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Friday, January 17, 2014

4 ways to implement Martin Luther King, Jr. beliefs in your classroom

By Fredrick L. McKissack,Jr. and Lisa Beringer McKissack

The purpose of this guide is not to make your students remember the words below, but to give them information to better understand what Martin Luther King, Jr. was all about, and to also provide them with new vocabulary words to work with, along with projects to help them further understand the words.

Some teachers are afraid to introduce new words like these to their students for fear that it might overwhelm them. But, keep in mind that introducing new words to your students expands their vocabulary, so, use those words for that reason only; it will be a less fearful task. Some students might remember the words and what they mean and others may not, and that’s okay! Introducing new words enriches literacy skills. You don’t need to introduce them and then use them as a test to see if they are remembered.

1. Equality- Explain to your students that equality means equalWhen they allow all of their friends to play together in a game, they are showing equality. But when they play a game and only allow certain friends to play, they are not showing equality.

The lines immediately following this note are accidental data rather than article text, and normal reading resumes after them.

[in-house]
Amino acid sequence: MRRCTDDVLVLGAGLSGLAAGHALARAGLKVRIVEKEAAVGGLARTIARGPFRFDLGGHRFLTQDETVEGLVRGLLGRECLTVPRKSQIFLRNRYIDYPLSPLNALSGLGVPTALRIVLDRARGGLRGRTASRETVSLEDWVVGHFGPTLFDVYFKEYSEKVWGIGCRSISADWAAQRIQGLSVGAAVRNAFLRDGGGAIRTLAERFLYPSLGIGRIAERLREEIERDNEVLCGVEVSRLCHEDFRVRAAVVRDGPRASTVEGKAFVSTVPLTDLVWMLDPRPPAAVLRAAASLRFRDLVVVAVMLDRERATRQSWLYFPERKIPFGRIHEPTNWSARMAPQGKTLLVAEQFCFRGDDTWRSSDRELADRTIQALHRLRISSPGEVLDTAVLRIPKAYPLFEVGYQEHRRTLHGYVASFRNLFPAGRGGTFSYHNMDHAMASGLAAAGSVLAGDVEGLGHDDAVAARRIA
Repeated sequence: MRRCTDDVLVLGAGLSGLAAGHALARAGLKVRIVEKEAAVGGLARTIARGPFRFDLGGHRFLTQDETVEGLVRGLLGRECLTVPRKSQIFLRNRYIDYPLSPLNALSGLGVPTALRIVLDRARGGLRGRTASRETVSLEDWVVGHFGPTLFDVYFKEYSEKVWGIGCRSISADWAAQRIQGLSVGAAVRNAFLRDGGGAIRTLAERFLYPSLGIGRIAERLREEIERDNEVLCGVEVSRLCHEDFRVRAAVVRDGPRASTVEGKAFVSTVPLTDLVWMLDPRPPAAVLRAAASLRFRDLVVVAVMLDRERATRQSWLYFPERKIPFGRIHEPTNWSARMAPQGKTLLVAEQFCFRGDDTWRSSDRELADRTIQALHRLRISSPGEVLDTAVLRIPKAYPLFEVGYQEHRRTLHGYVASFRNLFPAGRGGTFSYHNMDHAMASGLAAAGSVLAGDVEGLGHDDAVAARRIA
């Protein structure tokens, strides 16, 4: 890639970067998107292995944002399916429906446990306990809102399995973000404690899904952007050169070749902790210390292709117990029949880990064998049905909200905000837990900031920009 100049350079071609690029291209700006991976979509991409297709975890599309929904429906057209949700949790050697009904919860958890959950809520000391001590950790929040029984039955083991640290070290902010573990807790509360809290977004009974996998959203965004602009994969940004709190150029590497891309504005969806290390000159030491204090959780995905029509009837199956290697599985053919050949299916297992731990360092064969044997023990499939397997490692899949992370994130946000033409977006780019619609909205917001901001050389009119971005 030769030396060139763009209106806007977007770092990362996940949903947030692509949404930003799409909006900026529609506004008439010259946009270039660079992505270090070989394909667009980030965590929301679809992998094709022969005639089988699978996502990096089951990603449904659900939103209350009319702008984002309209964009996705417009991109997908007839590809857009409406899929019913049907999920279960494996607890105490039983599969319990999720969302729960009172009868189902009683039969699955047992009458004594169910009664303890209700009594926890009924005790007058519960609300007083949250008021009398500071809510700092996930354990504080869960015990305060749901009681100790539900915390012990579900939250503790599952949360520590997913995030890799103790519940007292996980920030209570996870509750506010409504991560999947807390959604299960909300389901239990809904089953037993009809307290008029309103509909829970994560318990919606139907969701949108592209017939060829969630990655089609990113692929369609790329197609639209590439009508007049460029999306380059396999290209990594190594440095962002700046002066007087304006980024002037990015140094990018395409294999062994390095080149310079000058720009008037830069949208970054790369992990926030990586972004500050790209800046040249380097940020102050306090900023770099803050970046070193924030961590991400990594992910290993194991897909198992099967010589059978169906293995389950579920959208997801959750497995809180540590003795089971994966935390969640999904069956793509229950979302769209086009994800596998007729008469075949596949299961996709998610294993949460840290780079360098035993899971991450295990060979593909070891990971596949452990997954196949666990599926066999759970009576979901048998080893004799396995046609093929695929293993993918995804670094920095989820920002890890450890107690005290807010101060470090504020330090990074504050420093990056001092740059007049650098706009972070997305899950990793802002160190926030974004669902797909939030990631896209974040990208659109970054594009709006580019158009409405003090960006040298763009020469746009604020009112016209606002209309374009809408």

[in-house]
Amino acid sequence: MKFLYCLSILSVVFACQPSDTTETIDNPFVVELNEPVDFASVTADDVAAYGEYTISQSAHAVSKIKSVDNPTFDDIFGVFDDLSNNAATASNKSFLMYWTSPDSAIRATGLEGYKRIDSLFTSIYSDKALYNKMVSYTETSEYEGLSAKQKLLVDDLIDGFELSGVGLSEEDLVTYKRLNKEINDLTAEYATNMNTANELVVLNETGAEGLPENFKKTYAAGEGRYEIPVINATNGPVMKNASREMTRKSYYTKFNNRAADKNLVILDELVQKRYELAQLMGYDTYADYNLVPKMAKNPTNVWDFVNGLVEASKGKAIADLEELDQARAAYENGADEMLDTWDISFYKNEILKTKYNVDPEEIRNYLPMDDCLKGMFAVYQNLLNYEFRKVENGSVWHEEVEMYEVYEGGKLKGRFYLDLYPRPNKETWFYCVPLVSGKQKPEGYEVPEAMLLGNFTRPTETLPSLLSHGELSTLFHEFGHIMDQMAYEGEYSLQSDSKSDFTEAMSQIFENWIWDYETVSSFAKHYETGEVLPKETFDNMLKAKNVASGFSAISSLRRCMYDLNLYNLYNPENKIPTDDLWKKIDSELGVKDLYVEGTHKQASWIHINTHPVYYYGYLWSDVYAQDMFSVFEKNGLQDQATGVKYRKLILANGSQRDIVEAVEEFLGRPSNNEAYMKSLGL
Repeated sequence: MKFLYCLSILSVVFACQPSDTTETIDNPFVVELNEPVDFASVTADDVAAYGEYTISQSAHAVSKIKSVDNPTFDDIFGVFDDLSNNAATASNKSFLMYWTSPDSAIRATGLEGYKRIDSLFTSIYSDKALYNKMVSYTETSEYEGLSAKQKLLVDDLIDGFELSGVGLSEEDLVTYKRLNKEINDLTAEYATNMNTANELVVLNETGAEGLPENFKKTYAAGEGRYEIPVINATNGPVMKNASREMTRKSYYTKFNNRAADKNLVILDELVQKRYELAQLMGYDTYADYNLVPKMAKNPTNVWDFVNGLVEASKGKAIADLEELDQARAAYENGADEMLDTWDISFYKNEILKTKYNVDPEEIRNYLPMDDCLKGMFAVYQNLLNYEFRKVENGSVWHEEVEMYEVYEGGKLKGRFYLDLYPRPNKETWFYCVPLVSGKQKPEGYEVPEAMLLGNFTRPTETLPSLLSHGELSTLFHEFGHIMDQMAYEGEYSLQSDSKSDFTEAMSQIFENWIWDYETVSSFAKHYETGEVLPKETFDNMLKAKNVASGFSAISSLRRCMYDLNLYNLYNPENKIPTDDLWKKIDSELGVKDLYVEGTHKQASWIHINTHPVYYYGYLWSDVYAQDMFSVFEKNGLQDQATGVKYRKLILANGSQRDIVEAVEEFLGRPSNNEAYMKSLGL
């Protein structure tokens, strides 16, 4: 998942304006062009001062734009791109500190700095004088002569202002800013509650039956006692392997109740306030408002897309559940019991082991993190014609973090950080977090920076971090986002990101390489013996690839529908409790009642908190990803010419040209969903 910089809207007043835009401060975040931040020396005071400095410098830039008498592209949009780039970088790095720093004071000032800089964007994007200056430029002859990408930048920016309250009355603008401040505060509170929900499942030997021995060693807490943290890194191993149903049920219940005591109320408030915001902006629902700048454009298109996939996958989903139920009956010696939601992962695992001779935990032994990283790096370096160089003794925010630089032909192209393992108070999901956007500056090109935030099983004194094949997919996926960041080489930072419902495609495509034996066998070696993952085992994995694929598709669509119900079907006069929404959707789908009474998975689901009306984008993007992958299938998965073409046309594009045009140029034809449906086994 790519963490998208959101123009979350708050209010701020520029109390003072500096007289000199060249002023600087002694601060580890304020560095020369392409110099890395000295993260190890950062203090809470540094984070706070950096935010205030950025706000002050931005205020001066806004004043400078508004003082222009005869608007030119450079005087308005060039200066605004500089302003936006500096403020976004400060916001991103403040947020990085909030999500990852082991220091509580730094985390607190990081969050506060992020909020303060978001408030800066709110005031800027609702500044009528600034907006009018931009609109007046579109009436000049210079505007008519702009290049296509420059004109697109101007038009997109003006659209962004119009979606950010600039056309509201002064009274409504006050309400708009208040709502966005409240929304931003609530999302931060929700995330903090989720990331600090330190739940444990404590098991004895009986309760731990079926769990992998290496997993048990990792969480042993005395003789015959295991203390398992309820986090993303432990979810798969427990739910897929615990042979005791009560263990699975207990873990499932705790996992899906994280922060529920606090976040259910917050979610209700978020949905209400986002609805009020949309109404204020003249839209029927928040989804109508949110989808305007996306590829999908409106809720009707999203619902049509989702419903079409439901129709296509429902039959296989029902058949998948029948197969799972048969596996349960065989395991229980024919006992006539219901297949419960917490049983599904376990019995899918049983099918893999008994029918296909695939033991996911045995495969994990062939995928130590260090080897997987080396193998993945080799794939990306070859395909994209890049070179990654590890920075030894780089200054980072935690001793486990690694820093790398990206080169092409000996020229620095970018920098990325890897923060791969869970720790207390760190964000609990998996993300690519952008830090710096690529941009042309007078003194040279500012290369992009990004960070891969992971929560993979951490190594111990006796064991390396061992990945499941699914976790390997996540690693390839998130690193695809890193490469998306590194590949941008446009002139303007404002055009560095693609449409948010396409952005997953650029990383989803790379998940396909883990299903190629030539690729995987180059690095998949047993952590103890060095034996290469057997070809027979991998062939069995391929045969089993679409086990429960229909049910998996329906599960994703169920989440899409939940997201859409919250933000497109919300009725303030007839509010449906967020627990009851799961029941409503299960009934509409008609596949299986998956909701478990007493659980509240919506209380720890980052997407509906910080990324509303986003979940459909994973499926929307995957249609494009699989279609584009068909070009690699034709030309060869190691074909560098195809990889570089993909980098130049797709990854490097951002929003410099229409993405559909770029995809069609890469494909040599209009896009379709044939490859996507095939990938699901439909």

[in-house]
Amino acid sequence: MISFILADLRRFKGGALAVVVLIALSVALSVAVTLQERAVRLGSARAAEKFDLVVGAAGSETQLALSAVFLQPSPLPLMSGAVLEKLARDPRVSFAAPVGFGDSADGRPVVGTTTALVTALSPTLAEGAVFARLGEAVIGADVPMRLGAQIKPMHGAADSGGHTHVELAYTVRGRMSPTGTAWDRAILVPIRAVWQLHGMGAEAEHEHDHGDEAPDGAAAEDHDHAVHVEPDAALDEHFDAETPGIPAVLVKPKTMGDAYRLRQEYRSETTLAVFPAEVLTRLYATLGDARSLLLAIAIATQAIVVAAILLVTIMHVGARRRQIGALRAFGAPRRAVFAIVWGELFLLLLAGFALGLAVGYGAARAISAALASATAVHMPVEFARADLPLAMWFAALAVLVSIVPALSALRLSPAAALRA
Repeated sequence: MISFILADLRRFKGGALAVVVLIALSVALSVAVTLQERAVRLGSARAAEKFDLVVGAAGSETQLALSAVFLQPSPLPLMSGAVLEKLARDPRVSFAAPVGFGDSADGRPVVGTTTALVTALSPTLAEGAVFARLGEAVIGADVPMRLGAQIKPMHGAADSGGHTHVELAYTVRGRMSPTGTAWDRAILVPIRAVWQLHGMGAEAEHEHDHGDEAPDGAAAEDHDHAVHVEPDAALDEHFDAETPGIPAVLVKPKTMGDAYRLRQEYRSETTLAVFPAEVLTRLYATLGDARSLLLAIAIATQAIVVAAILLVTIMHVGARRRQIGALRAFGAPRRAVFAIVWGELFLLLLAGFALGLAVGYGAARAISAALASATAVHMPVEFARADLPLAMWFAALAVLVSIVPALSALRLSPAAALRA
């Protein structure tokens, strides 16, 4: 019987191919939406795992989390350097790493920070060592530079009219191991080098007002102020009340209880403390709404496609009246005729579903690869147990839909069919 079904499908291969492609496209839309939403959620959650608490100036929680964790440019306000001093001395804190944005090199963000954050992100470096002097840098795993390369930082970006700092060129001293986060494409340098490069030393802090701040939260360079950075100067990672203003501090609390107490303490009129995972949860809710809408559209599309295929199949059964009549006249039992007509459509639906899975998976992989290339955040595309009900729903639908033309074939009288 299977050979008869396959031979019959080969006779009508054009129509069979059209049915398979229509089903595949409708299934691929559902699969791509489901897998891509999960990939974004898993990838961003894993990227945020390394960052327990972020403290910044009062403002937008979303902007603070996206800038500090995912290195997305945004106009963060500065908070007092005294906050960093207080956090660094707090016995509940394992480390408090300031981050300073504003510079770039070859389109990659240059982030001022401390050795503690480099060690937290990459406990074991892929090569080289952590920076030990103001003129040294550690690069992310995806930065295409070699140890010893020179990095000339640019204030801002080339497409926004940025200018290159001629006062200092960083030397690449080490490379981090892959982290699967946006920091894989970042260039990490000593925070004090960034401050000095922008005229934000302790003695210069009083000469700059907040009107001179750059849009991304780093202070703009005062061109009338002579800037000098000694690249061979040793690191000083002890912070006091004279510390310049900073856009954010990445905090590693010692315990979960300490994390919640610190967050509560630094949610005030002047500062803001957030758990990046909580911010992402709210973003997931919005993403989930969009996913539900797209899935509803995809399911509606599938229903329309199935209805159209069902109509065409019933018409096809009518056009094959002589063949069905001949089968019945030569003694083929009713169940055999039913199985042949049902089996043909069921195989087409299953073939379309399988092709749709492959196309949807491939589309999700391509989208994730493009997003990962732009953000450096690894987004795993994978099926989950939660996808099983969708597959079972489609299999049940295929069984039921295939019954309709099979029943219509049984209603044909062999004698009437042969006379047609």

Then have your students play a game that involves all of the students, like hitting balloons around in observation of Martin Luther King Jr.’s Birthday.

2. Non-violence- Explain that non-Violence means not hitting even when you are upset. Try this scenario with your students. You can substitute the names with the names of the students in your classroom so that they are more involved in the story.

Sarah is on the playground playing with Pam and Natoshi. Lee is running very fast even after Ms. Darla told him to slow down. While running, Lee runs into Natoshi and knocks her down.  
Lee stops and says “I’m sorry, are you okay?” 

Natoshi begins to cry, her leg is bleeding and her beautiful Pink dress is ruined.
Lee feels very bad so he tries to help her up, but Pam pushes Lee to the ground, and tells him to be careful next time. 

Ask your students if Pam is using non-violence, then ask them what Pam could have done differently. This would be a good problem solving activity, which we should encourage our students to do whenever possible.

3. Peace- Explain to your students that peace is when no one is hitting, or saying unkind words to each other. Some people are working alone and others are working together, like when they are in center time.

4. Unity - Explain to your students that unity means working together.
Then, have your students work to put a floor puzzle together or some other activity which requires team work.

In general, what Martin Luther King Jr. wanted, was for everyone to work together, whether they were friends or not, and to not hurt each other even if they were different.

It is something that we try to instill in our students every day, so that students learn how to respect each other regardless of their differences.

Darla the Teacher*

2 comments:

Lee Williams said...

Awesome lesson plan! I think great for parents, too.

Darla Williams said...

I agree, thank you for your input.